With plummeting prices, increased capabilities, and widespread adoption, RFID is quickly living up to its hype as the next major disruptive technology. Unfortunately, the RFID community is taking an ostrich approach to one of the most serious social issues presented by RFID, and when RFID and pharmaceuticals start to mix (and they already are), the gravity of the issue multiplies.
Im talking about privacy, of course. In the consumer packaged goods (CPG) world, RFID has made deep inroads, and issues around privacy are no longer theoretical. In a country full of surveillance cameras, shopper loyalty cards, phone taps, credit cards, and facial recognition software, maybe we dont really have any privacy. RFID is only one more potential way of tracking people. Privacy advocates, one could claim, are merely using RFID as the latest platform to stage an age-old debate.
But the RFID industry is losing a golden opportunity, and exposing itself to ethical dilemmas and liability that are avoidable. Its one thing that someone could find out how much I paid for a pair of shoes. Its an entirely different thing if my employer learns that Im taking medication for a rare heart disease. Thats why RFID in pharma is profoundly different than RFID in CPG.
What if privacy could be incorporated into RFID-enabled products after sale? That way the consumer, and only the consumer, could view data stored on RFID tags. I, for one, would love to explore what kind of world we could create with if literally everything I owned could be immediately and automatically identified, located, and tracked but only by me.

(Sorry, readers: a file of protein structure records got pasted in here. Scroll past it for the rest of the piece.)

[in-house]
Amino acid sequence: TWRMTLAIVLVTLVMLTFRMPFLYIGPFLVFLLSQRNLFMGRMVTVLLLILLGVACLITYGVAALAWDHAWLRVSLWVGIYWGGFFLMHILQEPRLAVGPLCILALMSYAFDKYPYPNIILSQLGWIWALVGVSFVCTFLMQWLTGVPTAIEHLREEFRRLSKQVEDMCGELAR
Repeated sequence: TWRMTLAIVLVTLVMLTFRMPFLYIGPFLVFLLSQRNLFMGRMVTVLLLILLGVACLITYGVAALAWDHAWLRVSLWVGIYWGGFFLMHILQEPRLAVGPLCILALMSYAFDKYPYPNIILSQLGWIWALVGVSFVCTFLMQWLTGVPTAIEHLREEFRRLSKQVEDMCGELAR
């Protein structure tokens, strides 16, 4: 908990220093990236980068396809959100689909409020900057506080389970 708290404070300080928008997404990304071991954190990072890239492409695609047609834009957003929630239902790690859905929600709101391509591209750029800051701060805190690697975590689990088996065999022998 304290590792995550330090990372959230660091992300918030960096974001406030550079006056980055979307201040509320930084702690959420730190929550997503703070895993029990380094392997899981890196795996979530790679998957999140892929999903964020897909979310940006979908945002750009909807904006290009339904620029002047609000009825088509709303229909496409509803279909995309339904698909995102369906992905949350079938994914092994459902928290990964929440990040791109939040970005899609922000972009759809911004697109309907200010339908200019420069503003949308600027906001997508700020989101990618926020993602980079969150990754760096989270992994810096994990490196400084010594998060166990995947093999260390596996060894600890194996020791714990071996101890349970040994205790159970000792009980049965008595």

|RFID raises serious privacy protection issues; some consumers are concerned about how information about the medications they purchase might be used. However, the author contends that RFID can be used to empower drug buyers, not invade their privacy. Image courtesy of www.pi-spy4u.com.|
Unfortunately, industry is not taking this issue seriously at all. Typically, companies are struggling to survive, post profits for the quarter, and define their market niche, and they tend to leave the long-term social planning to someone else. Who is that someone else? Technology advocates seem to dismiss any privacy concerns as paranoia and ignorance. Worse, one well-known research organization had internal documentation leaked that described their strategy to address privacy concerns: Annihilate the opposition.
Wisdom would indicate that if the industry did address the privacy issue, it would create new markets and accelerate the ubiquitous adoption of RFID. RFID can do so much more than help protect against counterfeiting and tracking pedigree. It is a bridge between the physical world and the virtual information world, and could change the way that people interact with physical objects in the same way that the Internet changed the way we interact with computers. The RFID industry has an enormous value proposition to society if it can protect peoples privacy.
Who is going to show leadership?